BPD Update Online, Spring 2004
BSW GeroRich Projects (cont)
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Innovation and Curriculum Infusion (cont)

Nancy R. Hooyman, PI,
Hartford Geriatric Enrichment
in Social Work Education Program,
GeroRich Program Coordinating Center

(206) 221-4278 OR

GeroRich Resource Fair

Innovations to Recruit Students

BSW students are members of the GeroRich Planning Team at the University of Maine, which recognizes the importance of students serving as gerontological-oriented role models in the school community. Involving students in such leadership roles benefits both the student leaders and the faculty and staff working on curriculum infusion and transformation. Numerous other GeroRich Projects engage students through their advisory boards, thus ensuring that other advisory board members hear student perspectives on the curriculum.

Innovations for Community Partnerships

GeroRich Resource Fair

The GeroRich Project Director at Wright State University found a balance between community input and faculty decision-making on curriculum. Community practitioners were invited to work on "mini projects" to awaken or reinforce student interest in working with older adults and to provide effective, culturally relevant community-based services. Thirteen mini-grants were awarded to practitioners to develop teaching modules for foundation courses, including the practicum. Factors conducive to the project's success, which can be replicated by other BSW programs, include:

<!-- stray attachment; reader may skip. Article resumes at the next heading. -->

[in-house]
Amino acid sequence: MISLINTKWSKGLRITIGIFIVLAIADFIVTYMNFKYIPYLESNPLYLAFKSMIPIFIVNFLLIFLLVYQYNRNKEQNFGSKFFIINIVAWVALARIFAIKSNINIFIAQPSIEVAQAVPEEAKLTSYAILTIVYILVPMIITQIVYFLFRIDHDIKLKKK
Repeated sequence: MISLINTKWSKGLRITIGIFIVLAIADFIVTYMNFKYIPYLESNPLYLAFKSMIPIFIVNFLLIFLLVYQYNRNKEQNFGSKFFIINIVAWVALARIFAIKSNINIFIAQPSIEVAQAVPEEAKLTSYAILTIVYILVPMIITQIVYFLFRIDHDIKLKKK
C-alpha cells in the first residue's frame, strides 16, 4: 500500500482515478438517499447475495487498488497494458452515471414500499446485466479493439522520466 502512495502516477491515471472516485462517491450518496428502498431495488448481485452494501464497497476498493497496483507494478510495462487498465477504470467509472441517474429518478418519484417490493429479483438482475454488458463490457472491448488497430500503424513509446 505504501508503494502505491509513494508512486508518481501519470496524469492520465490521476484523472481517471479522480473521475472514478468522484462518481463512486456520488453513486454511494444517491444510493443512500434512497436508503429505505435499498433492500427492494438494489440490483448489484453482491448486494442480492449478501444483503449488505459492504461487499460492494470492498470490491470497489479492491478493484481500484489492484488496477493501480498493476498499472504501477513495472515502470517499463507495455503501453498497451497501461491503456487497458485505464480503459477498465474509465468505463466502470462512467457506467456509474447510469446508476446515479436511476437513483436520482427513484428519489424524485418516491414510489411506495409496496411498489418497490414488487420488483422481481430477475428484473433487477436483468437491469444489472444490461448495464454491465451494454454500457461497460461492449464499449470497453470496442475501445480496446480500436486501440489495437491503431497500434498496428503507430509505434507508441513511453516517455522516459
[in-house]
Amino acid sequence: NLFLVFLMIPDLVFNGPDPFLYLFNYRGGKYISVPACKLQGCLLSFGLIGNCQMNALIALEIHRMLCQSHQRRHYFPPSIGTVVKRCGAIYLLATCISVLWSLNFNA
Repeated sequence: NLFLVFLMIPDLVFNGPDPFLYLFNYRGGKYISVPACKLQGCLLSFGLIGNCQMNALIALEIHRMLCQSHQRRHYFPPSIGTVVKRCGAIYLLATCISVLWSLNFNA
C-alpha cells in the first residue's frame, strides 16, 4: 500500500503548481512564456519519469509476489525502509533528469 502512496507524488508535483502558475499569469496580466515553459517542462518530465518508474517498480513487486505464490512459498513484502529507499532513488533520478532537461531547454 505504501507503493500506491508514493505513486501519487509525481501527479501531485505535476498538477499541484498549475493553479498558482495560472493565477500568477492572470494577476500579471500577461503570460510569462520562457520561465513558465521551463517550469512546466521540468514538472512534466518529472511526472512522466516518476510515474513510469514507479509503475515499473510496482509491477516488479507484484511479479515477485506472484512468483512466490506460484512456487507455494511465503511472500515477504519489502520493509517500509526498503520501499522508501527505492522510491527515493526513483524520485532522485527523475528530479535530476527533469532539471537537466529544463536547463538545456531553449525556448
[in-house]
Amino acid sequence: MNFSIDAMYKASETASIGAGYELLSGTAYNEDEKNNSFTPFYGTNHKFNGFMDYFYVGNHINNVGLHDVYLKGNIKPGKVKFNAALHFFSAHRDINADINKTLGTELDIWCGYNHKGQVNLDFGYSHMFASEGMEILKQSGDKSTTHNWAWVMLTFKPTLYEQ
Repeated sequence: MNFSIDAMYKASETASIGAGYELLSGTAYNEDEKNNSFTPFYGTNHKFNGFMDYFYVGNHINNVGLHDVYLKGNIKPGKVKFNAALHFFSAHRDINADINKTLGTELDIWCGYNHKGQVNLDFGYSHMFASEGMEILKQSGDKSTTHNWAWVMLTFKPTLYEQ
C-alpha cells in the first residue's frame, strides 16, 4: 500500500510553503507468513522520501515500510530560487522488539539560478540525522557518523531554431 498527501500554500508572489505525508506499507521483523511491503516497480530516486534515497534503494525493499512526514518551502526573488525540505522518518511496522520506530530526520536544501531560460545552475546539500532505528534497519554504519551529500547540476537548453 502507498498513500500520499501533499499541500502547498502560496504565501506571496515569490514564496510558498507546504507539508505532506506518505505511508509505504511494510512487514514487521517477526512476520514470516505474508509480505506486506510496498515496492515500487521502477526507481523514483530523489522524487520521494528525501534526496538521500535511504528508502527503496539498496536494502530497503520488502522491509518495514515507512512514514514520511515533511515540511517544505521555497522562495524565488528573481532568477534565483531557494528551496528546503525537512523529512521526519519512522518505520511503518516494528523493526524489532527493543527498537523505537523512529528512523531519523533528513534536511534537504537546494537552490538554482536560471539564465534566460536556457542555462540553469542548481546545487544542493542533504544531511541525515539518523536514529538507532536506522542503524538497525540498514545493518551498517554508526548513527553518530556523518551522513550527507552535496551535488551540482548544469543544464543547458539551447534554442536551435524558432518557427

. Project staff consulted with the practitioner grantees in the module development.

. Mini-project products were presented for feedback from faculty, students, and other practitioners at two all-day conferences.

. Mini-projects have been translated into teaching modules for infusion into 14 sections of foundation courses.

. Practitioners continue to be involved as co-teachers of courses and guest lecturers, with faculty and practitioners learning from one another.

Practica/Field Innovations

The University of Southern Indiana is developing BSW intergenerational practica opportunities with a multi-service community organization that houses a child daycare, an after-school-care program, night care for children, a senior center, and an adult daycare. Although most of this program's students are interested in working with children, they are also learning about aging in such a community-based multigenerational setting. The university is partnering with the community organization to seek funding for placements, which will be channeled through the agency, not the university.

This article on GeroRich Projects continues on the next page...

Spiral, Horizontal Line Spinning

BPD Update Online, Volume 26, No. 2, Spring 2004

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